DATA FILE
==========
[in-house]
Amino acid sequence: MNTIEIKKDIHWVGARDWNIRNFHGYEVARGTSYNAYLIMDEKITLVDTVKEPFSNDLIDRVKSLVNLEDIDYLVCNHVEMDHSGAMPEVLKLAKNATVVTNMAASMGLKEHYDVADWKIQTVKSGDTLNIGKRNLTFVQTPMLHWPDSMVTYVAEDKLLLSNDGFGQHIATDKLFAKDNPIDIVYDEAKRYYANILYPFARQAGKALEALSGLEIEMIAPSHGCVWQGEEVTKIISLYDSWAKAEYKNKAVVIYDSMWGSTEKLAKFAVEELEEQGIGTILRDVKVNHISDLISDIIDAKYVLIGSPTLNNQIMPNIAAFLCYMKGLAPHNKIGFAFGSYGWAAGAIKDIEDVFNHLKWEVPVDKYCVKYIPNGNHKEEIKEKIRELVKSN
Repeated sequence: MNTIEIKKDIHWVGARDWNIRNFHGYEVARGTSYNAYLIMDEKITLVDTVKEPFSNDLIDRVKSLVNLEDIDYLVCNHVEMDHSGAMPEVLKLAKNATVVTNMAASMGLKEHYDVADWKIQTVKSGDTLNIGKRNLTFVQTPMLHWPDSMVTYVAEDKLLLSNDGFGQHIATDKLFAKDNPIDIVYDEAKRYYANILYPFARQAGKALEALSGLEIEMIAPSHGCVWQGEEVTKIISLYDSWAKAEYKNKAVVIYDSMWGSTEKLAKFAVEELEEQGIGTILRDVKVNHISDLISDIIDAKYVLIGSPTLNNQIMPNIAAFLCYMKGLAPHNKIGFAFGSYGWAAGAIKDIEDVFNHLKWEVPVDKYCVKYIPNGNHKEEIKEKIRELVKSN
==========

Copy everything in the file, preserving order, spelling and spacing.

[in-house]
Amino acid sequence: MNTIEIKKDIHWVGARDWNIRNFHGYEVARGTSYNAYLIMDEKITLVDTVKEPFSNDLIDRVKSLVNLEDIDYLVCNHVEMDHSGAMPEVLKLAKNATVVTNMAASMGLKEHYDVADWKIQTVKSGDTLNIGKRNLTFVQTPMLHWPDSMVTYVAEDKLLLSNDGFGQHIATDKLFAKDNPIDIVYDEAKRYYANILYPFARQAGKALEALSGLEIEMIAPSHGCVWQGEEVTKIISLYDSWAKAEYKNKAVVIYDSMWGSTEKLAKFAVEELEEQGIGTILRDVKVNHISDLISDIIDAKYVLIGSPTLNNQIMPNIAAFLCYMKGLAPHNKIGFAFGSYGWAAGAIKDIEDVFNHLKWEVPVDKYCVKYIPNGNHKEEIKEKIRELVKSN
Repeated sequence: MNTIEIKKDIHWVGARDWNIRNFHGYEVARGTSYNAYLIMDEKITLVDTVKEPFSNDLIDRVKSLVNLEDIDYLVCNHVEMDHSGAMPEVLKLAKNATVVTNMAASMGLKEHYDVADWKIQTVKSGDTLNIGKRNLTFVQTPMLHWPDSMVTYVAEDKLLLSNDGFGQHIATDKLFAKDNPIDIVYDEAKRYYANILYPFARQAGKALEALSGLEIEMIAPSHGCVWQGEEVTKIISLYDSWAKAEYKNKAVVIYDSMWGSTEKLAKFAVEELEEQGIGTILRDVKVNHISDLISDIIDAKYVLIGSPTLNNQIMPNIAAFLCYMKGLAPHNKIGFAFGSYGWAAGAIKDIEDVFNHLKWEVPVDKYCVKYIPNGNHKEEIKEKIRELVKSN